Monday, October 06, 2008

What the Numbers Mean

Listening to French Bloomberg in Lyon, seeing the shocked face of the newscaster as she looks at a world of red ink, seeing the CAC 40 fall over 9 percent in one day, Germany's DAX down 8 and the Dow back under 10,000, I think that this will destroy the blind faith in markets for a generation.
As you watch the sheep heading over the cliff, you naturally wonder why you followed them in the first place.

There's lots of anger everywhere about giving $700-800 billion to the same people who created the need for it in the first place. Here's the sound of an angry economist. Here's an apologetic columnist, misusing the kind of argument I made yesterday about peer pressure in markets to say new regulation might stifle innovation. He's right to say that "The returns on what turned out to be toxic assets were just too good to miss. Any banking chief who had dared pull out of the market for, say, leveraged loans or mortgage-backed securities in 2005 and 2006 would have been lynched by investors for destroying shareholder value."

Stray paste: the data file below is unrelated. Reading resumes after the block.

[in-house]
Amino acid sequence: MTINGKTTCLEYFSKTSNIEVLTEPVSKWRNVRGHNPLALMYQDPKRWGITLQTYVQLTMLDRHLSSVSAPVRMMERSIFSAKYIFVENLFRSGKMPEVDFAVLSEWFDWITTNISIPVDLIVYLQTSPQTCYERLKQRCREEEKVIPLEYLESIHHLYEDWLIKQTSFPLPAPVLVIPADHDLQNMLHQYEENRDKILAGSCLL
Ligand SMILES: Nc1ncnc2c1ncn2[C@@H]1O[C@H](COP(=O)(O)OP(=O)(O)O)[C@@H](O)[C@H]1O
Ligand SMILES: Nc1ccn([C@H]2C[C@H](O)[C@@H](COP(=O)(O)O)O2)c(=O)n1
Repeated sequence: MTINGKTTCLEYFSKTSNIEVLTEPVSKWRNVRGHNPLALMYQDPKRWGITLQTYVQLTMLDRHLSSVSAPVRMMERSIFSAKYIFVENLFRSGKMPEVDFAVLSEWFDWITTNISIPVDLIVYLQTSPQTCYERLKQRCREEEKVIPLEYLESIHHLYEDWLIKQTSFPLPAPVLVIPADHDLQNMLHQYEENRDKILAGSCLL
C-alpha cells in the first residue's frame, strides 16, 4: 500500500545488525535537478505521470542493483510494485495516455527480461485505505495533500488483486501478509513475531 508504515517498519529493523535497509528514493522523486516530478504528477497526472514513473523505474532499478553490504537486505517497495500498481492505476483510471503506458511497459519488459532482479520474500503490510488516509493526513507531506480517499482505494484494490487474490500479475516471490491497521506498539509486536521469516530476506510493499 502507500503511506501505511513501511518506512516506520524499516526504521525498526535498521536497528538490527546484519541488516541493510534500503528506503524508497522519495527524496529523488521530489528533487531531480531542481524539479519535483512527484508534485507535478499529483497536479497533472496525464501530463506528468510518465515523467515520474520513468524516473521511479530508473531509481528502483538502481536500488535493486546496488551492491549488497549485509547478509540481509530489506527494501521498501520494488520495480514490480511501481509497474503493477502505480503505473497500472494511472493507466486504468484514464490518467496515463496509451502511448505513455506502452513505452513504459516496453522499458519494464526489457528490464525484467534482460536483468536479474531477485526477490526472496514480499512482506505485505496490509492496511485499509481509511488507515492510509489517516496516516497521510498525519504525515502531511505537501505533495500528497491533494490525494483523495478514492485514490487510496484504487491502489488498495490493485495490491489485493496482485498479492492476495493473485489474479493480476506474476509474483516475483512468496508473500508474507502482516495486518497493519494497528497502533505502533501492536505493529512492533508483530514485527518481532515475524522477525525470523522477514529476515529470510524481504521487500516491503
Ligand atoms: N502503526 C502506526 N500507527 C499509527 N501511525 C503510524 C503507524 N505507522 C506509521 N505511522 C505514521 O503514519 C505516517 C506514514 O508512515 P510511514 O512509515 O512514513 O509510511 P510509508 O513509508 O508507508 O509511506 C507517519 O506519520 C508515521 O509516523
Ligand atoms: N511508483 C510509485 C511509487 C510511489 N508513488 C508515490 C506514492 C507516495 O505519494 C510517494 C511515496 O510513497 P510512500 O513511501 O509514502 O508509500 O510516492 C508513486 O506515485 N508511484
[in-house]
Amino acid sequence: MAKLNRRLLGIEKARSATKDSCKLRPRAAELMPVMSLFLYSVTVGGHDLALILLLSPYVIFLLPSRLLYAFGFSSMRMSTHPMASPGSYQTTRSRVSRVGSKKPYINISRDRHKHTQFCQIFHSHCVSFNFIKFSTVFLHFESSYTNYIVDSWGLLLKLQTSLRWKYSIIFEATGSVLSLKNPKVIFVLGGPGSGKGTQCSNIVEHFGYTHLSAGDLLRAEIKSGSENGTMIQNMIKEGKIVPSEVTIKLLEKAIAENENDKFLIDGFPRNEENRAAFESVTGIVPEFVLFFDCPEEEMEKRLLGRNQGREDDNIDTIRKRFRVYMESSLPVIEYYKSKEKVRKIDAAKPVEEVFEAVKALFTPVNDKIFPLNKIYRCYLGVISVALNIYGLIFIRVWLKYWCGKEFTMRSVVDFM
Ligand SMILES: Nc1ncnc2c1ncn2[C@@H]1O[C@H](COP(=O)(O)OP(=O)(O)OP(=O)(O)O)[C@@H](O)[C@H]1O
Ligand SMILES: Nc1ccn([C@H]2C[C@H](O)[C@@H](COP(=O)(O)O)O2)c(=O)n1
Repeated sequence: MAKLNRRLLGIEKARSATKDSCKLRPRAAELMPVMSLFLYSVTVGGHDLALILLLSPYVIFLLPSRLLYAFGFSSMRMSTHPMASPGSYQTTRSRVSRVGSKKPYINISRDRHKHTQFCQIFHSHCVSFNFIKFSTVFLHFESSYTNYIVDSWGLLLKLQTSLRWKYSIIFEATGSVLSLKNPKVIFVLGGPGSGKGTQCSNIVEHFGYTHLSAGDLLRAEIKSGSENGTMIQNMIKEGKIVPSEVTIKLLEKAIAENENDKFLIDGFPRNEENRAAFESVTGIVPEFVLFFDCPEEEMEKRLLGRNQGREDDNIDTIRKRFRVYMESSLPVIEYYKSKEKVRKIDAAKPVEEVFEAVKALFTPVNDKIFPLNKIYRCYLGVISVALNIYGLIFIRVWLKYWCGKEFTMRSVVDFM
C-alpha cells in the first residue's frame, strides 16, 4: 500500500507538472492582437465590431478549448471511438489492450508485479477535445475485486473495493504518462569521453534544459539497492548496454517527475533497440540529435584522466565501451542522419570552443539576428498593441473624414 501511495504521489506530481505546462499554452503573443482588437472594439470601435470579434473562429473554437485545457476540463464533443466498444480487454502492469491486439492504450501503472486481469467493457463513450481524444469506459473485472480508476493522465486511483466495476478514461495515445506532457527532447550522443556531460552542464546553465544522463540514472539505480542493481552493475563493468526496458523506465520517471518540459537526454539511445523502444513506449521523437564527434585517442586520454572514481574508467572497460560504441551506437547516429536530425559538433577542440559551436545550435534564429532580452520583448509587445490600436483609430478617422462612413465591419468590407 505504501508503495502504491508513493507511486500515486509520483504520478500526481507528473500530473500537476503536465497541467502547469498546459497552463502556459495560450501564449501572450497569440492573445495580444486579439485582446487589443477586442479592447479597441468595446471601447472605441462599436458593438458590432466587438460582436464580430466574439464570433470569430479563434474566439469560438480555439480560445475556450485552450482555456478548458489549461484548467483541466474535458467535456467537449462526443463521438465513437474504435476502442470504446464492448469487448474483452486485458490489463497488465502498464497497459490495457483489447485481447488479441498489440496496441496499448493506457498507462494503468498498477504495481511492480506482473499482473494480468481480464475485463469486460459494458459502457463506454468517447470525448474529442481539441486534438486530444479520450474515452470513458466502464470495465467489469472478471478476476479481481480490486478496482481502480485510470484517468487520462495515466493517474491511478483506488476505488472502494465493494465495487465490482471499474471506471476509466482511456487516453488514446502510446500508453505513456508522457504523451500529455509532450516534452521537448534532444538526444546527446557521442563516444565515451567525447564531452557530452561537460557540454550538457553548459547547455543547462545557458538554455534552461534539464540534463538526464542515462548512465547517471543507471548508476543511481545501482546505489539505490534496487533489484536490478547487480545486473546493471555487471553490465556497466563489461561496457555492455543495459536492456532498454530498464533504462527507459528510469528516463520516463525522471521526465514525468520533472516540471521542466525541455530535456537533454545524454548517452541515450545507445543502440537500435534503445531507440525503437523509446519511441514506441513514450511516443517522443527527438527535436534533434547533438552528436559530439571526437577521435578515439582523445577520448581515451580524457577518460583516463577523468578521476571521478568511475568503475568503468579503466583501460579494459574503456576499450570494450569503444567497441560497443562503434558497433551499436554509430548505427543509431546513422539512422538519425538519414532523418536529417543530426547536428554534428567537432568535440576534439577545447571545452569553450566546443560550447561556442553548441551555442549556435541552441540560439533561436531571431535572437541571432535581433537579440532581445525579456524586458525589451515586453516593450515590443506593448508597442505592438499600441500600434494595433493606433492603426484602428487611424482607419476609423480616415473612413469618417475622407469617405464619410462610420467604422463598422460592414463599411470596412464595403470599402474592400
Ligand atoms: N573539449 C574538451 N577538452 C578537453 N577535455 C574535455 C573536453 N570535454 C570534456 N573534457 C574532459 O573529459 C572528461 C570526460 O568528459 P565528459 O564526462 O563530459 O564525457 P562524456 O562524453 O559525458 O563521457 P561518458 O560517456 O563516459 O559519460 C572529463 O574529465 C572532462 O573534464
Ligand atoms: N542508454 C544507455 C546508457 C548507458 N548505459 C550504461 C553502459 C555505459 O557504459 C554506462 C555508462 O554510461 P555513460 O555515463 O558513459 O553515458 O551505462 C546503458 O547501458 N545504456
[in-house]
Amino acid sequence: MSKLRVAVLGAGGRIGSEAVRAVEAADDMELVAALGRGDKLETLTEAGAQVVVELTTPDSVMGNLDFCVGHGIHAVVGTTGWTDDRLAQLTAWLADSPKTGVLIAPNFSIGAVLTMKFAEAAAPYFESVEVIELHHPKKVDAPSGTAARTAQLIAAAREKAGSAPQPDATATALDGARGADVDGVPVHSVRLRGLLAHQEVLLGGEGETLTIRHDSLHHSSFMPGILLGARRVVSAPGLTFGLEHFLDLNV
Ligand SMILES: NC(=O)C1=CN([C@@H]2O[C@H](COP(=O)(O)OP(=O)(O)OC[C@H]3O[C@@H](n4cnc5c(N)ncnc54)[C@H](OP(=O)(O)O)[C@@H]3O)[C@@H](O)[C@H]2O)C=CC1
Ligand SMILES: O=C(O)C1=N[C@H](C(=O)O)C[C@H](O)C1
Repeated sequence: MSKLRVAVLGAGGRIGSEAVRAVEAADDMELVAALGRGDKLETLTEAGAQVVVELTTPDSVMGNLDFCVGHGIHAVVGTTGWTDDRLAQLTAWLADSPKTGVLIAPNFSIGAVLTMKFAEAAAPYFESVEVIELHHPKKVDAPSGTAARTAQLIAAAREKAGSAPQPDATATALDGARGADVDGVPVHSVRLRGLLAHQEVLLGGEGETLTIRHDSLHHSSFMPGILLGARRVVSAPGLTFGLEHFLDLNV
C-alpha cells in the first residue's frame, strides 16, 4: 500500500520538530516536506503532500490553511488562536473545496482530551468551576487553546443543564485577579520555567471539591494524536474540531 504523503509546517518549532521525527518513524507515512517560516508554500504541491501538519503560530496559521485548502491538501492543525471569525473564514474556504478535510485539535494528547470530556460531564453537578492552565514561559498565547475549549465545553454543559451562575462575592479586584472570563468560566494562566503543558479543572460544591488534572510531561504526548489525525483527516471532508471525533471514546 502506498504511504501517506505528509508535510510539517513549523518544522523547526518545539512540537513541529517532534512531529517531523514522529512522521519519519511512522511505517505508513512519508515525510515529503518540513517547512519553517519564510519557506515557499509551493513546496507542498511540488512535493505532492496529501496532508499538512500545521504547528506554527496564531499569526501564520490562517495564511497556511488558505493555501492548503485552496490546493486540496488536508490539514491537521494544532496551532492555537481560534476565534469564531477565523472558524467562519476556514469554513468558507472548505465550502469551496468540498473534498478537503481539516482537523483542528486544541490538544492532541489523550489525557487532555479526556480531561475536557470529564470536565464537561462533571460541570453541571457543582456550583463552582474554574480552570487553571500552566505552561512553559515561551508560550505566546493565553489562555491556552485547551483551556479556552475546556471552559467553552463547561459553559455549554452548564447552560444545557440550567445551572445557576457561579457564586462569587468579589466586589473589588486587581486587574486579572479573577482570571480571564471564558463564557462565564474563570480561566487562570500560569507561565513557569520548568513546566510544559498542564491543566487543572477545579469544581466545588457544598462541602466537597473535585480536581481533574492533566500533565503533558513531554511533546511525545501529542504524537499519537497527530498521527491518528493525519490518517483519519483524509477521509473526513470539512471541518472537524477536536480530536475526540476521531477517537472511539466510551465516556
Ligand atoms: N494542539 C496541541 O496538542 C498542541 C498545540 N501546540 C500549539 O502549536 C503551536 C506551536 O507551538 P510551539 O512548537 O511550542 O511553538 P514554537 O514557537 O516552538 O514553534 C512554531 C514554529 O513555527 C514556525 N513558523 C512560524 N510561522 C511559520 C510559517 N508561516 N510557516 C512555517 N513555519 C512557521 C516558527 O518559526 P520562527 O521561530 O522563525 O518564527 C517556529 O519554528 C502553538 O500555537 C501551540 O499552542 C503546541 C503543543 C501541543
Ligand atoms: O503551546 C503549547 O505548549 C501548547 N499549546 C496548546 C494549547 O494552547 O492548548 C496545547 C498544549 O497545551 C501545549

It went way beyond that. Covering today's Congressional hearings on the Lehman Brothers' collapse, the New York Times noted that "Another document showed that executives were warned in a January 2008 meeting that the company was facing liquidity problems. Yet the firm moved forward with capital outlays, including $5 billion in bonuses, $4 billion in shares and $750,000 in dividend payments between 2007 and the firm’s bankruptcy filing on Sept. 15." Massive debt, leverage, invented investment vehicles, obscured risk, deception, wishful thinking, free credit sponsored by the US government - all maxed out to max out gains.

Meanwhile, in France, Le Figaro, the conservative newspaper, published a poll (Friday October 3, p 21) in which they asked with which of 2 views on the current crisis their readers agreed the most. One was that the current crisis was like the others capitalist systems have, and that the system will soon get back on its feet. One-third agreed with this. The other was "the financial crisis is a crisis that shows that it is necessary to change fundamentally the capitalist system." 59% chose this.

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